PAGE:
History of the Streit Council
After his book was published and as war loomed, Streit resigned from the Times and embarked on nationwide speaking tours to inspire the country to support his plan. His proposal generated a significant discussion in U.S. foreign policy circles and gained a large public following. Many newspapers endorsed his proposal. Streit was featured on the cover of Time magazine, became a frequent figure on "Town Meeting of the Air" and other top radio programs of the time, addressed an enthusiastic rally in Madison Square Garden, and met with presidents and prime ministers. President Roosevelt invited him to the White House to discuss the idea, and British Prime Minister Winston Churchill made a last minute offer to France to form a federal union with Britain as France neared defeat to Nazi Germany.
"There is a world of difference between the motives behind Union and those behind...the present policy in each democracy of arming for itself or the proposals for alliance among the democracies." - Clarence K. Streit, Union Now (1939)
From 1940-41, the American public remained determined to keep out of the war as fascists overran Europe, North Africa and China. In 1940 and throughout the war, the membership and leadership of Federal Union - the original name of the organization formed by supporters of Streit's proposal - and other internationalist and interventionist organizations, often overlapped. Federal Union informed the set of expectations shared by many interventionist figures for postwar planning. Federal Union members and supporters were among the leaders of organizations that, in close cooperation with the Roosevelt Administration, helped bring the United States from neutrality to intervention in World War II. After Pearl Harbor, Streit’s proposal became one aimed at winning the war and the peace. In 1945, it helped pave the way for the formation of a more carefully structured international organization: the United Nations.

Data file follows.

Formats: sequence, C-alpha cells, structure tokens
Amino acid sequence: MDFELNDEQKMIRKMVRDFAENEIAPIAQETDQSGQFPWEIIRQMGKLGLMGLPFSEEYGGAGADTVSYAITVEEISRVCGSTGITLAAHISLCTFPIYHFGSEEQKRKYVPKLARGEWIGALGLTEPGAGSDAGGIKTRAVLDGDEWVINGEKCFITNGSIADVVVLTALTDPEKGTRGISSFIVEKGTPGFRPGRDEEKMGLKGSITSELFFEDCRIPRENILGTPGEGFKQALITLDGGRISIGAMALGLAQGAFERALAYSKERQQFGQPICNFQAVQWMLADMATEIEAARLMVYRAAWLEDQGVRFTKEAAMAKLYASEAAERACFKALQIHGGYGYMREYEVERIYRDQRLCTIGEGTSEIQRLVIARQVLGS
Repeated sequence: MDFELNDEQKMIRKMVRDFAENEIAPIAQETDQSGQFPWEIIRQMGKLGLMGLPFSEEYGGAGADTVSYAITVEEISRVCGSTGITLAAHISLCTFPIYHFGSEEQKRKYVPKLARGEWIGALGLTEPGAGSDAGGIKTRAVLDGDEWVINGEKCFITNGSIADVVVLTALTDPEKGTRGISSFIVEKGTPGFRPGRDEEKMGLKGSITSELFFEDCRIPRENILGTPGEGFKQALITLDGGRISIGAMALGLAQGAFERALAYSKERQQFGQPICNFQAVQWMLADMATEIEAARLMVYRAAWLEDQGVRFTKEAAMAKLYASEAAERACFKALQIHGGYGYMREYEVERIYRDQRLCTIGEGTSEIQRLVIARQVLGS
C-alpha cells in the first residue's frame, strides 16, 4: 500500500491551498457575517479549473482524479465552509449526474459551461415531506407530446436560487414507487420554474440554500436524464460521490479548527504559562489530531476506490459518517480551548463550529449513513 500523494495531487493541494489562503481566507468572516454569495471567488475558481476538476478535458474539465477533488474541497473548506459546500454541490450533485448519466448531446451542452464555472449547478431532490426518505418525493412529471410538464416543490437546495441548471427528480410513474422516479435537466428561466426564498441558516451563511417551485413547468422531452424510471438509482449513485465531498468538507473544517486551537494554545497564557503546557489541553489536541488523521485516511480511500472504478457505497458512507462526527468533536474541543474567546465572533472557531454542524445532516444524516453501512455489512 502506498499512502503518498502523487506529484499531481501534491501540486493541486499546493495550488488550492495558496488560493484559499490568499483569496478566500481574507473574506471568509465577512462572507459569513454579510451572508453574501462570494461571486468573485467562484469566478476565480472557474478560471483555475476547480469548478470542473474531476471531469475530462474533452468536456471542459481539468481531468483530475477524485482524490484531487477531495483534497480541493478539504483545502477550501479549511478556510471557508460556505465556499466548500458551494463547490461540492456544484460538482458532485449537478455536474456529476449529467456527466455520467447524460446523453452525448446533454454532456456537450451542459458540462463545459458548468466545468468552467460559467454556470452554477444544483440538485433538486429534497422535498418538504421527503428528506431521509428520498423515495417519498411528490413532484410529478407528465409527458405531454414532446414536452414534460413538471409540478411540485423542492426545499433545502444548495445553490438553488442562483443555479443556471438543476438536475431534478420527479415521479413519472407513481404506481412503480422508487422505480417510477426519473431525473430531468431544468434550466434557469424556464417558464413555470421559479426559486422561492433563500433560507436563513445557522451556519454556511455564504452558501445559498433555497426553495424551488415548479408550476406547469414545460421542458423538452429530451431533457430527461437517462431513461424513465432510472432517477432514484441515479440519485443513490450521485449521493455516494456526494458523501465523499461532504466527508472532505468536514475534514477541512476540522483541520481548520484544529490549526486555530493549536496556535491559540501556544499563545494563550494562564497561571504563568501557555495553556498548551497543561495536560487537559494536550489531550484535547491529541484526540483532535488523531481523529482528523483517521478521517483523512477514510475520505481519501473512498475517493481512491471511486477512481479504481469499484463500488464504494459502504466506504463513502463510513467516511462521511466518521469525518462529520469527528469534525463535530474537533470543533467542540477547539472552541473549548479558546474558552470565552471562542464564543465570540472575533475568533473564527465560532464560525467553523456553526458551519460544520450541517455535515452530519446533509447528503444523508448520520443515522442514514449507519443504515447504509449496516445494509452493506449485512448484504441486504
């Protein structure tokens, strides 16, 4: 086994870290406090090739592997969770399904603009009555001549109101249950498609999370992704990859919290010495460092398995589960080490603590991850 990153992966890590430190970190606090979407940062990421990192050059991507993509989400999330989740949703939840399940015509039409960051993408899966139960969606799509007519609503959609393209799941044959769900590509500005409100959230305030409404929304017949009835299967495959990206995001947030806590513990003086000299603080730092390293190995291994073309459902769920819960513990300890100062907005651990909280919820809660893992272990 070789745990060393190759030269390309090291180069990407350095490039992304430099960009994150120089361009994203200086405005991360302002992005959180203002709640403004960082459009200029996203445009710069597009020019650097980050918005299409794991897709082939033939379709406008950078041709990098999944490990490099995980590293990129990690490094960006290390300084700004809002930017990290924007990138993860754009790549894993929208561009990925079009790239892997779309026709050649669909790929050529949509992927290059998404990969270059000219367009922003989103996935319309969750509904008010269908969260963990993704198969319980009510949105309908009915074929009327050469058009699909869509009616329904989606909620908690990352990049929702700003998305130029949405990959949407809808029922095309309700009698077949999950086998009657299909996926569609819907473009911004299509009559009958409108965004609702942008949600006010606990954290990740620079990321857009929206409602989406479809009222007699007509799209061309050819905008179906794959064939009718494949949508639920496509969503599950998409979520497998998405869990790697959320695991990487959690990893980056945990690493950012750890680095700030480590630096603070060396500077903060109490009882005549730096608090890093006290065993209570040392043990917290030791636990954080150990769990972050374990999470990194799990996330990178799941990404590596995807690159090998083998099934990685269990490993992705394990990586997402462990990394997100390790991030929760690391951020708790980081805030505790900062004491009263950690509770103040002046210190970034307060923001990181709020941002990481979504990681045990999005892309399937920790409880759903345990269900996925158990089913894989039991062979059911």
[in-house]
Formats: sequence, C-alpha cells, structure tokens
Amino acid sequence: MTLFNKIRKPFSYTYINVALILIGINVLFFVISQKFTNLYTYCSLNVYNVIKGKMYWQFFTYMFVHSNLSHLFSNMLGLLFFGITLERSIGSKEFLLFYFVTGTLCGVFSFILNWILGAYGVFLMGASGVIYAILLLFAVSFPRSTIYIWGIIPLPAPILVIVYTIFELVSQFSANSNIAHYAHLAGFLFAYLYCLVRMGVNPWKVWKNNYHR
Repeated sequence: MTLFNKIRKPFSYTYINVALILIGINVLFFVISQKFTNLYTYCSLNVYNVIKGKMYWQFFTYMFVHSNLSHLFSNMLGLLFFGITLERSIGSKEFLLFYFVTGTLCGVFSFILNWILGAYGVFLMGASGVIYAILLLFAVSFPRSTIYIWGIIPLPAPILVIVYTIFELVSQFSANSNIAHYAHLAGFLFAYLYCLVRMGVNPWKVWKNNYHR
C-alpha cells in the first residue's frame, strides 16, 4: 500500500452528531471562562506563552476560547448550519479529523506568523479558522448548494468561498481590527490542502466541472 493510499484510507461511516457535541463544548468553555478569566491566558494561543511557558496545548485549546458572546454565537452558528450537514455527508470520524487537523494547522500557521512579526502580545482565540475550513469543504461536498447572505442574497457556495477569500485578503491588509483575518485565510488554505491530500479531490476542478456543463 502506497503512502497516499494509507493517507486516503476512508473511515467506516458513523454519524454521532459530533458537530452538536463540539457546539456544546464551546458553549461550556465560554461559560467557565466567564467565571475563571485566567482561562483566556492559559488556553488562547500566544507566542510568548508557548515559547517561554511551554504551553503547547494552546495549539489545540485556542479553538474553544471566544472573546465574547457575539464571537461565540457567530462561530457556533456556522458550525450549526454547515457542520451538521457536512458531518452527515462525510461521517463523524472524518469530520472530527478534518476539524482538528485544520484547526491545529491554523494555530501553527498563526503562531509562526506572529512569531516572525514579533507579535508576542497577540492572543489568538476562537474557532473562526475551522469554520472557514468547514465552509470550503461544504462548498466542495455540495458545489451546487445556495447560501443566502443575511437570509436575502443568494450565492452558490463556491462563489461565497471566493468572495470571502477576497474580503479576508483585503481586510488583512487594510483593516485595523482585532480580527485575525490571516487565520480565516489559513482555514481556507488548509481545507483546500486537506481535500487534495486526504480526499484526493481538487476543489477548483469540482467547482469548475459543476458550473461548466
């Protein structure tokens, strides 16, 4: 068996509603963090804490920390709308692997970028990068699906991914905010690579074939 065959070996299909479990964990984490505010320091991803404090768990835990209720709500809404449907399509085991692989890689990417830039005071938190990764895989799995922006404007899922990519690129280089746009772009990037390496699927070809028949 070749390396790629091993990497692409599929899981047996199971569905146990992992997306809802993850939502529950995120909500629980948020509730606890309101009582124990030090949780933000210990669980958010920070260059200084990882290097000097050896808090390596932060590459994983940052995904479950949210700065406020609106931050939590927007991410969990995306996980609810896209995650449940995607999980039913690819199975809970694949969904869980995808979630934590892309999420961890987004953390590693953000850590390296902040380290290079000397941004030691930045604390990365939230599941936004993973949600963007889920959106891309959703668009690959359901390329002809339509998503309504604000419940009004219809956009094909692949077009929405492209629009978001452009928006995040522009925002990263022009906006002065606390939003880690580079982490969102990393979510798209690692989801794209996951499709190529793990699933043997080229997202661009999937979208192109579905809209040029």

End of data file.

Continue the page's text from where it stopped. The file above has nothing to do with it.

Post-World War II Euro-Atlantic structures were, in certain respects, a delayed outcome of the movement for international federation. In 1949, Federal Union members founded the Atlantic Union Committee (AUC), a political action group that played a significant role in the creation of the North Atlantic Treaty Organization (NATO). AUC's officers included Supreme Court Justice Owen J. Roberts, Secretary of War Robert Patterson, Under Secretary of State Will Clayton, and Elmo Roper of Roper Polls. Prime Minister of Canada Lester Pearson was also a strong supporter, as were many leaders in Europe.
In the 1950s, Federal Union and AUC pursued initiatives that led to the formation of the NATO Parliamentary Assembly. In 1959, they held the Atlantic Congress in London, which 600 leaders from NATO nations attended. They also called the Atlantic Convention, held in Paris in 1962 to work out a plan for a true Atlantic Community, and this resulted in the Declaration of Paris. During this time, federalists also appeared before Congress to promote a transatlantic vision. In 1978, Board members of Federal Union formed the Committee (later renamed Council) for a Community of Democracies, which developed plans for an organization of the world's democracies. These plans were subsequently championed by former Secretary of State Madeleine Albright, leading to the "Community of Democracies" coalition that has met several times.